2014/01/15 at 3:10 pm
Took a rain swab off a car here on the 6th January 2013.
This swab was tested using a Theremino Geiger counter kit using a Russian SBT-10 pancake probe. Initial peak was around 5 uSv/hr 3,000 cpm. This is the second hottest rain washout detected here so far.
The decay chart of the rain swab showed classic Radon-222 decay daughter decay.
Here is the scintillator test chart preliminary assessment, of that rain swab. I used experimental MCA Theremino software for this test. It can get a bit noisy near background. This experimental software is pushing the limits of what can be detected with the equipment here. I have placed peak markers at the top of the chart for reference.
The rain swab Geiger counter and scintillator tests showed that the rain event on the 6th January was mainly Radon-222, and Radon-220 washout.
You can see some of the peaks for Radon-222 and Radon-220 decay daughters still present in the test chart. The main peaks are for Radon-220 daughters at, Pb-212 X-ray (77 kev), Lead Pb-212 (238 keV) and Tl-208 (583 keV).
As you can see there is possibly traces of Iodine I-129 (40 keV?), Lead Pb-210 (47keV), U-235 at (185 keV?), and Beryllium Be-7 (477 keV). The peak between the Be-7 and 511 peak markers is probably a sum peak of the two.
Cesium and I-131 in Australia?
Bobby1′s blog has an alternative detailed analysis of the 6th January rain swab scintillator test I did.
Disclaimer: This is an amateur volunteer run service. Human error can provide incorrect information, and equipment malfunction can produce false readings. Do not rely on, or take action upon information presented here, without further research.
2014/01/12 at 2:09 pm
Year Report for 2013,
Monitoring station location http://sccc.org.au/monitoring/Australian-Map.jpg
A large amount of collected recorded data for 2013 has been correlated. The year average background was 22% above the 4 year pre Fukushima average. This is only a very marginal 1% increase over 2012 year 21% increase.
2013 monthly average chart,
2012 monthly average chart,
January 2013 had the highest monthly increase.
The 2013 year average suggests that at present, the Southern Hemisphere increase at the monitoring location has stabilized, with a very marginal year average increase for 2013.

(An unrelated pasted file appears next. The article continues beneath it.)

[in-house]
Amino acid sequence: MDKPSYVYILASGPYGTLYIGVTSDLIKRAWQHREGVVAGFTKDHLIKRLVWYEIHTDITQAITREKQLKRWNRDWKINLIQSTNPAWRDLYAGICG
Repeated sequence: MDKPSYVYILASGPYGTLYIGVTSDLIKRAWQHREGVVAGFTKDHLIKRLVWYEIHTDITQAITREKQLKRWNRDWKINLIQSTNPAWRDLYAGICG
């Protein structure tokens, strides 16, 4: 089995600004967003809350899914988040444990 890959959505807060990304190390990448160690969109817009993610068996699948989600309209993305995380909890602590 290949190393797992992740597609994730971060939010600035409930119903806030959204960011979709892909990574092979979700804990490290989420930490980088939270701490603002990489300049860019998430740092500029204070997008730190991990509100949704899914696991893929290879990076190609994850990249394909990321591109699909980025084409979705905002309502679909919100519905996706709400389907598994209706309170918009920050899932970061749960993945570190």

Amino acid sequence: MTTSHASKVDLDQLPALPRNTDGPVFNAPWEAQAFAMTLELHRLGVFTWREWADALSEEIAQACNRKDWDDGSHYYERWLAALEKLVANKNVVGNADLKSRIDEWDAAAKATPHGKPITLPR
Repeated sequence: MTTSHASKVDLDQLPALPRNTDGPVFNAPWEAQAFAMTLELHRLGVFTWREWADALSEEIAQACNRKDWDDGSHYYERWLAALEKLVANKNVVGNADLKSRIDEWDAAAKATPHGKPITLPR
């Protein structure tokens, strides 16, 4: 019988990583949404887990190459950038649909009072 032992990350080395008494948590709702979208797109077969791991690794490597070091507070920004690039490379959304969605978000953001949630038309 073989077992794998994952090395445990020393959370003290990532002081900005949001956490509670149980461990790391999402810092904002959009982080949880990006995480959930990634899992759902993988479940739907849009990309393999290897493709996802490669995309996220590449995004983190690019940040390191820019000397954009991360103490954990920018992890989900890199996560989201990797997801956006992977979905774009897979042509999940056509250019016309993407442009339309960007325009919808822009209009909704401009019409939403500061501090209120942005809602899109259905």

Rain Water Tests Report for 2013
A lot of rain water and car bonnet swabs were conducted during the year. At the beginning of the year, these Geiger counter and scintillator tests manly detected Radon-222 decay daughter isotope washouts, with traces of Beryllium Be-7, Lead Pb-210, Iodine I-129 and Uranium U-235. In July, traces of Thorium Th-234 were detected, plus in September, Radon-220 decay daughter isotopes were also detected for the first time.
If traces of U-235 were detected, it means a lot more Uranium U-238 was in the atmosphere. The detection of I-129 is also of concern, even if it is in trace amounts.
Testing Results can be found here.
Even though the amounts detected maybe below Government set risk levels, it is suggested that those who are using tank water should have very good water filters in place, and those on town water use a good reverse osmosis water filter. Also wash your fruit and vegetables well before cooking and eating.
2014/01/04 at 4:57 pm
4th January 2014,
December 2013 report
Monitoring Station location
December 2013 day average chart,
The December month average was 36% above the pre Fukushima 4 year average, and 7% below the December 2012 month average. This is an indication that the levels are stabilizing, here in the South Hemisphere at this location.
December 2012 day average chart,
The day average charts are colour coded, green is normal level and yellow is the first alert level set by the station operator, me in this case 🙂 . It is not based on any Government risk level.
Sunshine Coast Monitoring Station Alert level explanation,
General increase here on the East Coast of Australia, 54% above average yesterday.
Also, an increase detected on the North Island of New Zealand. They use a scintillator for monitoring, and around 700 to 750 cpm would be average.
New Zealand Monitoring Station